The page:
Daily Archives: November 14, 2010
Bright star, would I were stedfast as thou art–
Not in lone splendour hung aloft the night
And watching, with eternal lids apart,
Like nature’s patient, sleepless Eremite,
The moving waters at their priestlike task
Of pure ablution round earth’s human shores,
Or gazing on the new soft-fallen mask
Of snow upon the mountains and the moors–
No–yet still stedfast, still unchangeable,
Pillow’d upon my fair love’s ripening breast,
To feel for ever its soft fall and swell,
Awake for ever in a sweet unrest,
Still, still to hear her tender-taken breath,
And so live ever–or else swoon to death.
– John Keats
The poem “Bright Star” by John Keats was written about his great love, Fanny Brawne.
Jane Campion’s 2009 film, Bright Star, brings this tragically romantic relationship to bold life.
The Plot –
Fanny is a girl who loves making clothes and going to dances. Keats is a haughty (and unsuccessful) poet. Yet, they’re attracted to each other, and Fanny asks him to teach her about poetry. Despite their falling in love, they know they can never be married, as Keats has no money. Yet, they’re in love and it’s all lovely. When Keats leaves for the summer, Fanny is devastated, even threatening to kill herself. However, he returns and all is well. Except that he’s coming down with tuberculosis. As Keats grows sicker, Fanny butts heads with the ape-like Charles Brown (his best friend.) Brown, who thinks of Fanny as silly and a waste of Keats time, forbids her from seeing her sick lover. Eventually, it’s decided (in that wonderfully old-fashioned way) that the best cure for Keats is to travel to Italy. Fanny, knowing full well he may not return to her, pleads with her mother to allow them to become engaged. Mother agrees, and the couple are to be wed. Keats, though, doesn’t return from Italy, having died in Rome.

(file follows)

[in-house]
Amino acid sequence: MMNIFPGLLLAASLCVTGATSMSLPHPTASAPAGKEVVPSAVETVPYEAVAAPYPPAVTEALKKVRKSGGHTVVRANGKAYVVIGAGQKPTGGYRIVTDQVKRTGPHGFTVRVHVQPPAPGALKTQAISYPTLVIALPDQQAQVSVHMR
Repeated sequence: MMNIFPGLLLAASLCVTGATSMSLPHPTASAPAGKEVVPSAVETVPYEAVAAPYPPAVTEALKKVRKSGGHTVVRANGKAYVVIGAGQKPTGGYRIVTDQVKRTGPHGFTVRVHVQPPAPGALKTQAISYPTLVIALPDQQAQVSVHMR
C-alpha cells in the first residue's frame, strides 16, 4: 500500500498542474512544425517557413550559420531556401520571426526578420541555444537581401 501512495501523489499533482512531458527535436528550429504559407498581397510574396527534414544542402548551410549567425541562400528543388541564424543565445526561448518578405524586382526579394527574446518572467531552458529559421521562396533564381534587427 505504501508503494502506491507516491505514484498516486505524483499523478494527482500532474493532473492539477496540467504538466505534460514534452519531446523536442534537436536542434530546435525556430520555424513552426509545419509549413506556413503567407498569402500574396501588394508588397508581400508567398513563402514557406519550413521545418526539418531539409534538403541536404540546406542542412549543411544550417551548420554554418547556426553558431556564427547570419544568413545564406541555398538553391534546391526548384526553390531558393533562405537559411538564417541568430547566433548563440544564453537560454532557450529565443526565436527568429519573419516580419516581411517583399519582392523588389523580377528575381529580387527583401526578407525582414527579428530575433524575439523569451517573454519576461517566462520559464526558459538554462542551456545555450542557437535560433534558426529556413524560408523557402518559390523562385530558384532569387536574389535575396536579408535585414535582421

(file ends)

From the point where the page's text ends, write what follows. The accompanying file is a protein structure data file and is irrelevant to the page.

Abbie Cornish is the real revelation here – as the story is more about Fanny than John. It’s Fanny who we see through the curtains of a home life (a mother and younger siblings.) As she morphs from silly and fashion-obsessed girl to a more adult lover of words, Cornish is able to remain a dazzling presence to watch. She also does a crying scene like nobody’s business. Ben Whishaw is exactly as emo and hipster as you’d expect Keats to be. Paul Schneider, playing the rather despicable role of Charles Brown, appears to be relishing the chance to play a straight-up arrogant prick.
(Meanwhile, Thomas Sangster – that delightful little boy from “Love, Actually” – is in the film, too, having sprouted up like a weed. He plays Fannys little brother, and is rather wasted in the role. He’s a much better actor than the numerous shots of him following Fanny through the woods allow him to showcase. Oh well, he’ll do other things.)
The film is exquisitely shot, and Campion fully embraces the wildflowers and butterflies and other aspects of nature that litter the works of the Romantic poets. The score is haunting and sparse, never overloading the scene, and the costumes are spot-on and in some cases (like Fannys creations) downright amazing.
If you like period dramas, and love stories, I’d say this should be on your list.